This is my thank you to three women that have made a huge difference in this planet and helped to inspire others.
"Save The Bay was founded in 1961, as "Save San Francisco Bay Association" by three East Bay women who were watching the Bay disappear before their eyes. Kay Kerr, Sylvia McLaughlin and Esther Gulick set out to stop the City of Berkeley’s plan to double in size by filling in the shallow Bay off-shore. They mobilized thousands of members to stop the project, and their resounding victory was repeated on Bay fill projects around the region.
This first modern grassroots environmental movement in the Bay Area won a revolutionary change - tens of thousands of Save The Bay members forced the State of California to acknowledge that the Bay belonged to the public. Save The Bay won a legislative moratorium against placing fill in the Bay in 1965, the McAteer-Petris Act. The Bay Conservation and Development Commission (BCDC) was established by the State to plan protection of the Bay, regulate shoreline development, and ensure public access, which at the time was almost non-existent.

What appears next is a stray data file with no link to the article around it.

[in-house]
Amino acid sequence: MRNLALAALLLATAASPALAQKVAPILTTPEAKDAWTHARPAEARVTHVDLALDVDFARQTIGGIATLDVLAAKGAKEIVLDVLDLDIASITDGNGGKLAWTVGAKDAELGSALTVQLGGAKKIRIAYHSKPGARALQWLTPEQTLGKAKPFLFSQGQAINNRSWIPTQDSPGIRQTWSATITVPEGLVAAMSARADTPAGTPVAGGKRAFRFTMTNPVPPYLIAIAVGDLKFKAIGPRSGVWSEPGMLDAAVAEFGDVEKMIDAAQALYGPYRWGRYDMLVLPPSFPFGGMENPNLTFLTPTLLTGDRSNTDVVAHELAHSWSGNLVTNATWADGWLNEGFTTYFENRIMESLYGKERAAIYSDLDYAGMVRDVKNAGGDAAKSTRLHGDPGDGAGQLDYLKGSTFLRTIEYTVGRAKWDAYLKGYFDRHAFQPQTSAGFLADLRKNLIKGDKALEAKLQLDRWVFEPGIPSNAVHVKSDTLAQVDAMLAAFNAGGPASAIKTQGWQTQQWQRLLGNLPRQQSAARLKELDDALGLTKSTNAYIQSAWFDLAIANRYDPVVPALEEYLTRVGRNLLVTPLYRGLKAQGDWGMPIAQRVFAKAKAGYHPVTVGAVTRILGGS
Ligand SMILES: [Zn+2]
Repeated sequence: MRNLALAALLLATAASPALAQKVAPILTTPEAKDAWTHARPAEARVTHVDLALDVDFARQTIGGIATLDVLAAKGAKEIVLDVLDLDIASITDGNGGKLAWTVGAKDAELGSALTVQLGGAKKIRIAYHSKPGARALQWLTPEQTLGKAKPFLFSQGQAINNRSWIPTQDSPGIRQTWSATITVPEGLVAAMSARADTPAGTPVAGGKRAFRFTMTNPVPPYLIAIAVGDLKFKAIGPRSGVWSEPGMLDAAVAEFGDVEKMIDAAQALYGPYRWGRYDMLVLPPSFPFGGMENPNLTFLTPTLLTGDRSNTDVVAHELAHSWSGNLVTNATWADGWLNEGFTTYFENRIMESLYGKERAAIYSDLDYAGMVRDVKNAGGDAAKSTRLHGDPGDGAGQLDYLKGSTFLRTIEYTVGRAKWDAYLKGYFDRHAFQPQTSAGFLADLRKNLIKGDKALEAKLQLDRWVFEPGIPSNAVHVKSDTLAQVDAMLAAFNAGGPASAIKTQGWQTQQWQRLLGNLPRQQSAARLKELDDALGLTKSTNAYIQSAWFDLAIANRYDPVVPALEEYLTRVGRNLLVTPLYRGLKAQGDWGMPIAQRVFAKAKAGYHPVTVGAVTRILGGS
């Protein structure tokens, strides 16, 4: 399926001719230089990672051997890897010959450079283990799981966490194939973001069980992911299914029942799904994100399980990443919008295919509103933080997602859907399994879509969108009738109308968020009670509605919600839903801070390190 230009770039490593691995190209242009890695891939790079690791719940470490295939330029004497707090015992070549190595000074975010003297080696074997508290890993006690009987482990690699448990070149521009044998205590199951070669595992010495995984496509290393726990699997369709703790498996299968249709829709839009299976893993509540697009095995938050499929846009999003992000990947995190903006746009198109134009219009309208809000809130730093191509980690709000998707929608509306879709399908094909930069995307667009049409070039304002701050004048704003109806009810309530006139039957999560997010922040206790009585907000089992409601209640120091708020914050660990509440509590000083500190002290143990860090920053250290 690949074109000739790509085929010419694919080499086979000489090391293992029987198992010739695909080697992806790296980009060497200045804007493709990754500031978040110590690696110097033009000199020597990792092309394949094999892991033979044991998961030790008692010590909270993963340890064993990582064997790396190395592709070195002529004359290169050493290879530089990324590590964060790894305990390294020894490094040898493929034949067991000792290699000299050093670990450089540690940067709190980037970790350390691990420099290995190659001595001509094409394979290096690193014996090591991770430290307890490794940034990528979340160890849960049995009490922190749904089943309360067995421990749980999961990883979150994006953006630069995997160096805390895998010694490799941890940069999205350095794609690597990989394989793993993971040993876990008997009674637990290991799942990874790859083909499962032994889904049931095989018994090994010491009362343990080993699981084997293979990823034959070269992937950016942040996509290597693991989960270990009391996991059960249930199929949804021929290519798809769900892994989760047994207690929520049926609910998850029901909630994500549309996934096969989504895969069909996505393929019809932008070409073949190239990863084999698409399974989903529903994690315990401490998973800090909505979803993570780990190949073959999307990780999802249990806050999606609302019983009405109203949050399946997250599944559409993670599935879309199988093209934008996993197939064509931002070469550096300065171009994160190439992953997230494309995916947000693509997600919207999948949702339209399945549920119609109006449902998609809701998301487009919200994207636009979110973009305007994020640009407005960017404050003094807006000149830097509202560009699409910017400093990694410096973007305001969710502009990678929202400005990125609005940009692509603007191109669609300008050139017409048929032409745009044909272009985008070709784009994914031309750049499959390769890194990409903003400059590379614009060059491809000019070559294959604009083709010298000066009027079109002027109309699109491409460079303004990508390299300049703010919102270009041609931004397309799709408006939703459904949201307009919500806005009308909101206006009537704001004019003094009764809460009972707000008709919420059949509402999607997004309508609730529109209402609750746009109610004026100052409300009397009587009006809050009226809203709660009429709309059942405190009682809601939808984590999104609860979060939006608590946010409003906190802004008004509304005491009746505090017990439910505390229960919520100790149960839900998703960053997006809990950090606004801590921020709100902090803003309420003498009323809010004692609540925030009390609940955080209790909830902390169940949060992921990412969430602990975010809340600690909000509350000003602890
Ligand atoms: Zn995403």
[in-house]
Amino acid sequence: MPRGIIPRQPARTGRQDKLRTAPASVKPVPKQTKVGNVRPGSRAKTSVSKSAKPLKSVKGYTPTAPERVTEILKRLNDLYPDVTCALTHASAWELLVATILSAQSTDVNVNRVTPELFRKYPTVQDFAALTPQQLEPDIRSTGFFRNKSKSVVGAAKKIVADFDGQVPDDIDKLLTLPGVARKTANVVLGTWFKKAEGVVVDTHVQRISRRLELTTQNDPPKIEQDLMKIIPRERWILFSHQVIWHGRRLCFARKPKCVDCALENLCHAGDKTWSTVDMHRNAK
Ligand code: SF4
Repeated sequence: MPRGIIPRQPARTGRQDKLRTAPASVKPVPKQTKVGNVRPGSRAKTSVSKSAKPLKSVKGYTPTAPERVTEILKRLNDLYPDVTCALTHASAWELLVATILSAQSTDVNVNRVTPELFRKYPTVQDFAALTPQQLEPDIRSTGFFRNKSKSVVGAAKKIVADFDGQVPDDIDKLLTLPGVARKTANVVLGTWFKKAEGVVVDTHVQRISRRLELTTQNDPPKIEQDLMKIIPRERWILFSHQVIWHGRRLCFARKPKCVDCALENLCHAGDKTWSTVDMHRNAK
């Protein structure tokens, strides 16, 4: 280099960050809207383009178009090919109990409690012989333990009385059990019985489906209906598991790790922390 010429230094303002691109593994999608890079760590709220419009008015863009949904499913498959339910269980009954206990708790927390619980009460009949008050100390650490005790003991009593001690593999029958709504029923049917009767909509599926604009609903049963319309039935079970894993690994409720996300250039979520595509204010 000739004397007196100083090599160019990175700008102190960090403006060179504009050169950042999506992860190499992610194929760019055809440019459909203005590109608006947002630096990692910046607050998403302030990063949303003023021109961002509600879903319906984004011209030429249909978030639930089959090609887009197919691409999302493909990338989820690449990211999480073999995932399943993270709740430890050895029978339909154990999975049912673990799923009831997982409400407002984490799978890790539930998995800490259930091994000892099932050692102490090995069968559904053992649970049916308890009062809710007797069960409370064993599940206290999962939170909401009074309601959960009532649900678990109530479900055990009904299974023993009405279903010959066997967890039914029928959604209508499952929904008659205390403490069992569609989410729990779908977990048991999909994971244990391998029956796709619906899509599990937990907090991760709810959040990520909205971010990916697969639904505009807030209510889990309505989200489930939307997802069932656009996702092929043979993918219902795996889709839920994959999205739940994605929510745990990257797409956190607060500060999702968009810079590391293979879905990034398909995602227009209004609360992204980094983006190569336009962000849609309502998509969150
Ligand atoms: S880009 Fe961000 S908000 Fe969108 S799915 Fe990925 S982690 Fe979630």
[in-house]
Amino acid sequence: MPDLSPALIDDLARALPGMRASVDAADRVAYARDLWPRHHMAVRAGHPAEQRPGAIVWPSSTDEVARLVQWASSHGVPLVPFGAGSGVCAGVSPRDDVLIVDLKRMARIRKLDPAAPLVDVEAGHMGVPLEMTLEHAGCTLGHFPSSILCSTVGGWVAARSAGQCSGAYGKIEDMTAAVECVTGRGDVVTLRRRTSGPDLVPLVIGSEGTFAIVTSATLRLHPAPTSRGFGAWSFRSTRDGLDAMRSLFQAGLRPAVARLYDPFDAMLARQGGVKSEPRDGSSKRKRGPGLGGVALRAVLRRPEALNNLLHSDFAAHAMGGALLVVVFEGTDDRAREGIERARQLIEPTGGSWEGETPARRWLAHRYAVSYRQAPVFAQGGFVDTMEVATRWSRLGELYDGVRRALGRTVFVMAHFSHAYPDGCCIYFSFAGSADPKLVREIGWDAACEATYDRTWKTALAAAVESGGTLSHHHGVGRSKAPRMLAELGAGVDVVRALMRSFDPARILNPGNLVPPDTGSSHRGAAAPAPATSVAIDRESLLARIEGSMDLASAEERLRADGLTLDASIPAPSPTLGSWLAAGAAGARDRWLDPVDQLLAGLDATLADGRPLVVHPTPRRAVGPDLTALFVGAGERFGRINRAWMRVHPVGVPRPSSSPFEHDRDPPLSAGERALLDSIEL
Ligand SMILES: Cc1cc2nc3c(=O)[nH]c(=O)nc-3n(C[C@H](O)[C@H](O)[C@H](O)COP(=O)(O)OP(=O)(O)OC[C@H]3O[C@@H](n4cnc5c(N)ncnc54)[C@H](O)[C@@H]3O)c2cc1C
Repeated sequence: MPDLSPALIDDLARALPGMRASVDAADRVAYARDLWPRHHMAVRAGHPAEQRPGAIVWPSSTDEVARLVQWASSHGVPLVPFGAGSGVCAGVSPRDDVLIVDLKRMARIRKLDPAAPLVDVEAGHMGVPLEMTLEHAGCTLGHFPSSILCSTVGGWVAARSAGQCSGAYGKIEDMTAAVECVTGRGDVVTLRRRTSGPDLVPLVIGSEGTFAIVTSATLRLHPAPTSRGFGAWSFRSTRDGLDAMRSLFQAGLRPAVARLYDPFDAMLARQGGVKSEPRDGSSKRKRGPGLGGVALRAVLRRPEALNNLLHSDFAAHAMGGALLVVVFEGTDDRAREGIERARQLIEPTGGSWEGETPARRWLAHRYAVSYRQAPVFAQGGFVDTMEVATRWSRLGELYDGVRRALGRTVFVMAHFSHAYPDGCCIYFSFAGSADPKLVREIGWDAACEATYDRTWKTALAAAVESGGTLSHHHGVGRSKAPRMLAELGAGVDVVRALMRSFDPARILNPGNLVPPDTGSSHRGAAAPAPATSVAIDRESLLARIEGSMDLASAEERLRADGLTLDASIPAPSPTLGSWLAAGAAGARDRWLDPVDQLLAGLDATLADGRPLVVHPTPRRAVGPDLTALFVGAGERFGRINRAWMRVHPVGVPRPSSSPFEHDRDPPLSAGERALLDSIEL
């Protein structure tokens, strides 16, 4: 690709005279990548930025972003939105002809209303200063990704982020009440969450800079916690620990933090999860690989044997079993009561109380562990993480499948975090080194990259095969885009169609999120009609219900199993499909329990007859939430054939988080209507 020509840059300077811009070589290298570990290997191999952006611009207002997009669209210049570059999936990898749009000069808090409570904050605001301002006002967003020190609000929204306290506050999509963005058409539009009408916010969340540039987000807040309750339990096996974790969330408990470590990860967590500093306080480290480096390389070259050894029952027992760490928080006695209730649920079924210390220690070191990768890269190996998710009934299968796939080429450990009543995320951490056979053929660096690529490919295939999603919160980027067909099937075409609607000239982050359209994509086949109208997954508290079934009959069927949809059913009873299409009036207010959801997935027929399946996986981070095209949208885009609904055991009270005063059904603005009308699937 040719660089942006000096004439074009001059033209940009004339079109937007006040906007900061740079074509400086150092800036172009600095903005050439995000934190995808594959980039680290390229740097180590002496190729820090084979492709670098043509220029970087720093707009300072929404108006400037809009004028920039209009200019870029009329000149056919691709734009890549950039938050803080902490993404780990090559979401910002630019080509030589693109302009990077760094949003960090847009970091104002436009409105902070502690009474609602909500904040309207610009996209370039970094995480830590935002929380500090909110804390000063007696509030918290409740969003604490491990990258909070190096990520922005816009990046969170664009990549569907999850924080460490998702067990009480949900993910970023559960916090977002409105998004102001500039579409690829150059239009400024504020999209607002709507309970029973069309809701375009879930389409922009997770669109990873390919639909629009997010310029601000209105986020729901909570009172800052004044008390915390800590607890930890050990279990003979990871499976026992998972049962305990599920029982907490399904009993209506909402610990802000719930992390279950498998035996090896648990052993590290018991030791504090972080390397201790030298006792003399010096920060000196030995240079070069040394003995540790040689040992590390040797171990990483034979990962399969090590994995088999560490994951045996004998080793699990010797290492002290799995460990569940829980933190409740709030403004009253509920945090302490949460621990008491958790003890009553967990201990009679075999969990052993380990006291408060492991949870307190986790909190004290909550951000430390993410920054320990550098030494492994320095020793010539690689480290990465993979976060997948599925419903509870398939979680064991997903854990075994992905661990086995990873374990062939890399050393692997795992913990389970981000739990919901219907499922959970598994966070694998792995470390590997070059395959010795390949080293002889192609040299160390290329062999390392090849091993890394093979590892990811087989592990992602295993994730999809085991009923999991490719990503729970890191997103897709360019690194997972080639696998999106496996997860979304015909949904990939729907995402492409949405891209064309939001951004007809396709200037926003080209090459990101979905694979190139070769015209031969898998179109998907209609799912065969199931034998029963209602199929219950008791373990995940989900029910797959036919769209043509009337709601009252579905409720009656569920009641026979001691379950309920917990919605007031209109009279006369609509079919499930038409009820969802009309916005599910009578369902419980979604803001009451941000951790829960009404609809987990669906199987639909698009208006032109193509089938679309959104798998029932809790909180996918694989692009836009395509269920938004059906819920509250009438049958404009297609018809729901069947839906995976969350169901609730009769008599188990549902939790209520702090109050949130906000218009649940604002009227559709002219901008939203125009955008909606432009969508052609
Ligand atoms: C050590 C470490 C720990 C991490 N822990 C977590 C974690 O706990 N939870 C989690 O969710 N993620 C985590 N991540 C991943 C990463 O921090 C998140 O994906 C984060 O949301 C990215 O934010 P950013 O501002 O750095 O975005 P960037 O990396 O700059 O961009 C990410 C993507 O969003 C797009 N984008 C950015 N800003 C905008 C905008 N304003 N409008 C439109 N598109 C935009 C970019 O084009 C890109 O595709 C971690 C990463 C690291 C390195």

BCDC became a permanent agency in 1969, and continues today, the first coastal zone management agency and the model for most others in the world. The agency Save The Bay created has prevented most additional Bay fill, and since BCDC’s inception there has actually been a small net gain in the size of the Bay through tidal marsh restoration. Agency permits for development along the Bay have mandated new public shoreline access, increasing from only four miles of access in 1969 to over 200 miles today.
Save The Bay fought to close the garbage dumps ringing the shoreline, and stop raw sewage flowing untreated into the Bay. We helped establish the San Francisco Bay National Wildlife Refuge and helped stop the Peripheral Canal from draining more of the Bay’s fresh water from upstream and we fight to protect the Bay from today's biggest threats - pollution and sprawl.
For nearly 50 years, Save The Bay has given San Francisco Bay a voice, and helped shift public attitudes from complacency to vigilance. Today, Save The Bay continues to be the largest regional organization working to protect, restore and celebrate this great natural treasure by advocating for strong policies that protect the Bay from pollution and inappropriate shoreline development; restoring habitat to re-establish 100,000 acres of wetlands; and engaging and inspiring more than 25,000 supporters and thousands of students annually."